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Neurochem Int. 2009 Mar-Apr;54(3-4):143-60. doi: 10.1016/j.neuint.2008.10.014. Epub 2008 Dec 9.

Role of retinal glial cells in neurotransmitter uptake and metabolism.

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  • 1Department of Ophthalmology and Eye Hospital, University of Leipzig, Germany. bria@medizin.uni-leipzig.de

Abstract

In addition to photoreceptors and neurons, glial cells (in particular Müller cells) contribute to the removal and metabolization of neurotransmitters in the neural retina. This review summarizes the present knowledge regarding the role of retinal glial cells in the uptake of glutamate, N-acetylaspartylglutamate, gamma-aminobutyric acid, glycine, and d-serine, as well as the degradation and removal of purinergic receptor agonists. Some major pathways of glutamate metabolism in Müller cells are described; these pathways are involved in the glutamate-glutamine cycle of the retina, in the defense against oxidative and nitrosative stress via the production of glutathione, and in the production of substrates for the neuronal energy metabolism. In addition, the developmental regulation of the major glial glutamate transporter, GLAST, and of the glia-specific enzyme glutamine synthetase is described, as well as the importance of a malfunction and even reversal of glial glutamate transporters, and a downregulation of the glutamine synthetase, as pathogenic factors in different retinopathies.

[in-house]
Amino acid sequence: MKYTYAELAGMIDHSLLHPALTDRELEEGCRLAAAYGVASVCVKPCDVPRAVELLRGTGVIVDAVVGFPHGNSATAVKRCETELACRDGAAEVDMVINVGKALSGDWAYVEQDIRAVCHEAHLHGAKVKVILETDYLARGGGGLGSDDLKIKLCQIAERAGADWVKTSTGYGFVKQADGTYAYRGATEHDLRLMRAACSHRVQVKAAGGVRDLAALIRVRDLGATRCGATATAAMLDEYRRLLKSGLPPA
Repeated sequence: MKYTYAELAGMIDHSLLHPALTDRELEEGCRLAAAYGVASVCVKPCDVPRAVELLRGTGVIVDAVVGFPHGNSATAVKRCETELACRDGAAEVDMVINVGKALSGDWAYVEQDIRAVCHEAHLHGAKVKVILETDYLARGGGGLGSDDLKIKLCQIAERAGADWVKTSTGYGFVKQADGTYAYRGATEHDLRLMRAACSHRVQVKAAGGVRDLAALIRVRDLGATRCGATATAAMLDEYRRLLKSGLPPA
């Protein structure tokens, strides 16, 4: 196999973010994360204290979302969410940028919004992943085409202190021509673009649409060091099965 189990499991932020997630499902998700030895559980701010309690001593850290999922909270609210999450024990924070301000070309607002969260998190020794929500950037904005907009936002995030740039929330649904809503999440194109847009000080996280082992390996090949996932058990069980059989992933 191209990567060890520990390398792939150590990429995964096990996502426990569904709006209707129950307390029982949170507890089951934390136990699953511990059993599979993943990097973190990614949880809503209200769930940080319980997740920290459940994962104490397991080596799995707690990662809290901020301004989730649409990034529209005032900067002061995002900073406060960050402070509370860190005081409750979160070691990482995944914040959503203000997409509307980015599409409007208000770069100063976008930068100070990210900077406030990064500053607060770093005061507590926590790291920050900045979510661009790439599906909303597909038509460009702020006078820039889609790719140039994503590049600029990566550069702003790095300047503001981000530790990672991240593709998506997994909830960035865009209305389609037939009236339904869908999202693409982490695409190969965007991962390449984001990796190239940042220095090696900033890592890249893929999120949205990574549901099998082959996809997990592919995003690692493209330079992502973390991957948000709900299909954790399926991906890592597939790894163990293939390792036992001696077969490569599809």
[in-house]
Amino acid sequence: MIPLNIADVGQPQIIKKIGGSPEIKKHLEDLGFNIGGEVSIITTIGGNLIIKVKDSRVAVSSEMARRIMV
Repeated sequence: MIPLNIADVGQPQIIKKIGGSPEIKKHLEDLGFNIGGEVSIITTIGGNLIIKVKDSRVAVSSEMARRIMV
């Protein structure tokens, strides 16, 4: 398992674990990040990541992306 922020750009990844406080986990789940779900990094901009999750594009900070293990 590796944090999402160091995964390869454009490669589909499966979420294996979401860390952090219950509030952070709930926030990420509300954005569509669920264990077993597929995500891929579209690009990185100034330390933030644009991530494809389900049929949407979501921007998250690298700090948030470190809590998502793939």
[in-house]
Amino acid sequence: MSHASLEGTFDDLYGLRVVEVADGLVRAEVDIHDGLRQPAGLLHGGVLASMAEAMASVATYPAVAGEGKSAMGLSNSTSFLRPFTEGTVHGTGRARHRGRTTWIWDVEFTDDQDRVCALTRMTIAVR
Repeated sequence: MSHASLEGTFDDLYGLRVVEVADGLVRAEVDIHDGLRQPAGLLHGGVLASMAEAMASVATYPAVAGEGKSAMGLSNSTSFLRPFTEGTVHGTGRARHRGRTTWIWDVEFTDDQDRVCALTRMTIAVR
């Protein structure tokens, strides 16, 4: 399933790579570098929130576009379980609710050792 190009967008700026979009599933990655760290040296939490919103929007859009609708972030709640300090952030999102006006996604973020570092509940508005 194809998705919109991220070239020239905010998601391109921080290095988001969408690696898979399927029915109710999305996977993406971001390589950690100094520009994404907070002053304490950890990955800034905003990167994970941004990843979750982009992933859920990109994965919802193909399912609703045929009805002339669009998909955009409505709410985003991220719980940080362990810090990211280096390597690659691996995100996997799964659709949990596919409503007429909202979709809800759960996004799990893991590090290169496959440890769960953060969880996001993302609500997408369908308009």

PMID:
19114072
[PubMed - indexed for MEDLINE]
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